has hurled a friend of mine into dating deja vu.
She had a great interview a couple of months ago with the public
affairs department of a major university. But after an afternoon
of coffee, compliments and the promising "we'll call you," she's
sitting by the phone.
It's not ringing.
"I feel like I went on the first date, had a great time, and misread
all the signals," she says. "Now I'm just staring at the phone and
wondering why it doesn't ring."
Umm, why doesn't she call the university?
"Oh, I couldn't do that," she says. "It would be too forward."
Yikes! Is there help for this woman??
Yes, interview experts say, but it's going to take some rewiring
of her basic assumptions.
First, jobs take a long time to fill, says Katherine Burik,
president of The Interview Doctor in Canton, OH, and an experienced
human resource executive. Figure 60 days on average, and "anything
less is a party." So the fact that my friend has waited a couple
of months isn't necessarily a bad thing.
Second, you can guard against waiting for a call. Before
an interview ends, ask what your expectations should be, says Sharon
Keys Seal, founder of Coaching Concepts Inc. in Baltimore, MD. What's
the process for filling the position? Where is the company in that
process? Is it all right to call in a couple of weeks?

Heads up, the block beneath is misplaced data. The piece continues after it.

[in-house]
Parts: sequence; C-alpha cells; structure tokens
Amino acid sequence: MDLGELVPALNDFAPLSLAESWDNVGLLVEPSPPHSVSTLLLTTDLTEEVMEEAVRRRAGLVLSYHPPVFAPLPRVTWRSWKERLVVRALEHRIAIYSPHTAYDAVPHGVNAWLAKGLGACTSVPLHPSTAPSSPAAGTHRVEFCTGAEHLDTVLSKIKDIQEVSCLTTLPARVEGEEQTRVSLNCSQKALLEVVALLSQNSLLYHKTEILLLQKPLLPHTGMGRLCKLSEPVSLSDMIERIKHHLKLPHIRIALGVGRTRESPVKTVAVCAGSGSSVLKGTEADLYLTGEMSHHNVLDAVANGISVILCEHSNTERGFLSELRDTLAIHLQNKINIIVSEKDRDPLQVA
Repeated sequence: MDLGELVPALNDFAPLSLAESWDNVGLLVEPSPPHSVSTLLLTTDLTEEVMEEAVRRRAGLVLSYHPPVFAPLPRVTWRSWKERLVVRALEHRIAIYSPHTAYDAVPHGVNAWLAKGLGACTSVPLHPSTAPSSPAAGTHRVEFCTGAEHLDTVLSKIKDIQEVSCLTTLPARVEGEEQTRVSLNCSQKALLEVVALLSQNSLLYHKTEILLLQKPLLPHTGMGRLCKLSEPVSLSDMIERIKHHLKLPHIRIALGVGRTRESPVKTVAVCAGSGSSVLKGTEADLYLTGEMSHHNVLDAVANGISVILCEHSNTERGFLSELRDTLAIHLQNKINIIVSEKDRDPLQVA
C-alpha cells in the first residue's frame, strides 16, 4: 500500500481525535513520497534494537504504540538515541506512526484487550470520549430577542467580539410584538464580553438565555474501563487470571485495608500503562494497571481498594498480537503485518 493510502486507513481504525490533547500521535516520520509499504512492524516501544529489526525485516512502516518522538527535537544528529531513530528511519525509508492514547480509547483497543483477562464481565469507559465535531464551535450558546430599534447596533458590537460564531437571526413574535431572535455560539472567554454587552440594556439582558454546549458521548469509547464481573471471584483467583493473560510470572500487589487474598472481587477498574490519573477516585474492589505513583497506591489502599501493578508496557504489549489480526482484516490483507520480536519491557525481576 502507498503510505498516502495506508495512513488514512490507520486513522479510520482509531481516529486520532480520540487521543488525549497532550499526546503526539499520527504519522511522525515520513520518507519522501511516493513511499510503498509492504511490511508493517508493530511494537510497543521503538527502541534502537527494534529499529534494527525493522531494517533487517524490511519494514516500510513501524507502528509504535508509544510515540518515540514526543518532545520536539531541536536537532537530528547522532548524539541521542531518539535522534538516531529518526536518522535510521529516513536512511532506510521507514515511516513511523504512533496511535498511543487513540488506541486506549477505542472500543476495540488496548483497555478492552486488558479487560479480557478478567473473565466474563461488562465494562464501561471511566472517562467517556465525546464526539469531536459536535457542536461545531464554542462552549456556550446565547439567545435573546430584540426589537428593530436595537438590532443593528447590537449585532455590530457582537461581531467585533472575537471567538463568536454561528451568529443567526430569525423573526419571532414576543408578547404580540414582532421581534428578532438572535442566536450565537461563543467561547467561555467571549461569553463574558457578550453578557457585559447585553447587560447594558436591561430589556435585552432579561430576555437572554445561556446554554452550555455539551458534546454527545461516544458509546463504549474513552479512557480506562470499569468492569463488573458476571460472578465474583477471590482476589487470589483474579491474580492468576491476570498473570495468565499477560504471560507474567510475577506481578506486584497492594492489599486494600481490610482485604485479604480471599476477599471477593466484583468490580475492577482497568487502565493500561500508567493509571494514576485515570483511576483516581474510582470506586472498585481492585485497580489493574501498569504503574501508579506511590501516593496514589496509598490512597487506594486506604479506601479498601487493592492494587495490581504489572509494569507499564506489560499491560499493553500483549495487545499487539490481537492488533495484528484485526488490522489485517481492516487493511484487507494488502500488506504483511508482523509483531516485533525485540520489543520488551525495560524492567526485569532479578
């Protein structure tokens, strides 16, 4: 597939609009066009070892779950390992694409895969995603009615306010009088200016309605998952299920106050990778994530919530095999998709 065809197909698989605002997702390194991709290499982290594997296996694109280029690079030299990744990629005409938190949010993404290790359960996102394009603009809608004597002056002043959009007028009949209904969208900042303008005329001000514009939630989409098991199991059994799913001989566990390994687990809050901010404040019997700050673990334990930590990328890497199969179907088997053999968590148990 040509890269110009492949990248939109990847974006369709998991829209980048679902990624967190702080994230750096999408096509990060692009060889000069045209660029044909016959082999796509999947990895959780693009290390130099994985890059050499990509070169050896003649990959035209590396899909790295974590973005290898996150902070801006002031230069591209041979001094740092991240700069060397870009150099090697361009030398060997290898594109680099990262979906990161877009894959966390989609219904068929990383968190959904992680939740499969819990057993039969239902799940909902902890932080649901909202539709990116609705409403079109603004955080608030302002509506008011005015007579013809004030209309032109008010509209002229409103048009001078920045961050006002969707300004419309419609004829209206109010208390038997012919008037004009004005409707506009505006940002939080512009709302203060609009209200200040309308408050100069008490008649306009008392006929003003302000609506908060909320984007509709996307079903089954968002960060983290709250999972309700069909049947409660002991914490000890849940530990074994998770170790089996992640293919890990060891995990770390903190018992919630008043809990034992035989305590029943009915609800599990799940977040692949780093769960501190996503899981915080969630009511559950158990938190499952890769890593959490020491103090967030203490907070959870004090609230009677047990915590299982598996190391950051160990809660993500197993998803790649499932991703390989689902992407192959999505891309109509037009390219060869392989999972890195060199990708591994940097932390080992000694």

"Don't let them get away with we'll call you," Seal says. "I would
try to be fairly assertive."
Then, follow up along the way. Send a note or email right
after that first interview, answering any questions that arose,
emphasizing your strengths, thanking the person who interviewed
you and reiterating that you'll be calling in a couple of weeks
if you don't hear anything before then.
"That, I think, can set you up to segue into that call a couple
of weeks later," Seal says.
Now that you have the roadmap, use it. If time passes, your deadline
arrives, and you hear nothing, pick up the phone and ask what the
status of the job is. But when you make that call, don't apologize,
Burik says. If you call with a subservient attitude, you're paving
the way for an awkward conversation.
"It's business person to business person," she says. "There should
be no awkwardness."
And think positively. "I would like to assume it's an indication
they're really busy," Burik says. If you find out the process is
ongoing, find out when to check up again, then avoid the temptation
to call every day.
"There's a fine line between following up and pestering," Burik
Of course, you might call and find that the position has been filled
and the hiring manager simply hasn't gotten back to you yet -- which
happens, says Lisa Gabriel, the corporate recruiter for ImageRight
in Conyers, GA. "It's a task that I find very difficult because
I'm not as tough skinned as I think I am, and I hate telling people
no," she says. So it's easy to push those not-so-fun calls to the
If that happens and you find out via your follow-up call that a
job has been filled, be professional. Don't cry. Don't get
angry. Ask instead what qualities the company would have liked to
see or what you might do to succeed the next time, Seal says.
"Obviously, they wouldn't have had you in if they weren't interested
in you," she says. "It's always worth a shot."
Susan Bowles is a business journalist based in Washington, DC.
She has 20 years journalism experience and has written for USA Today,
USATODAY.com, the Washington Post, the St. Petersburg Times and
The Palm Beach Post.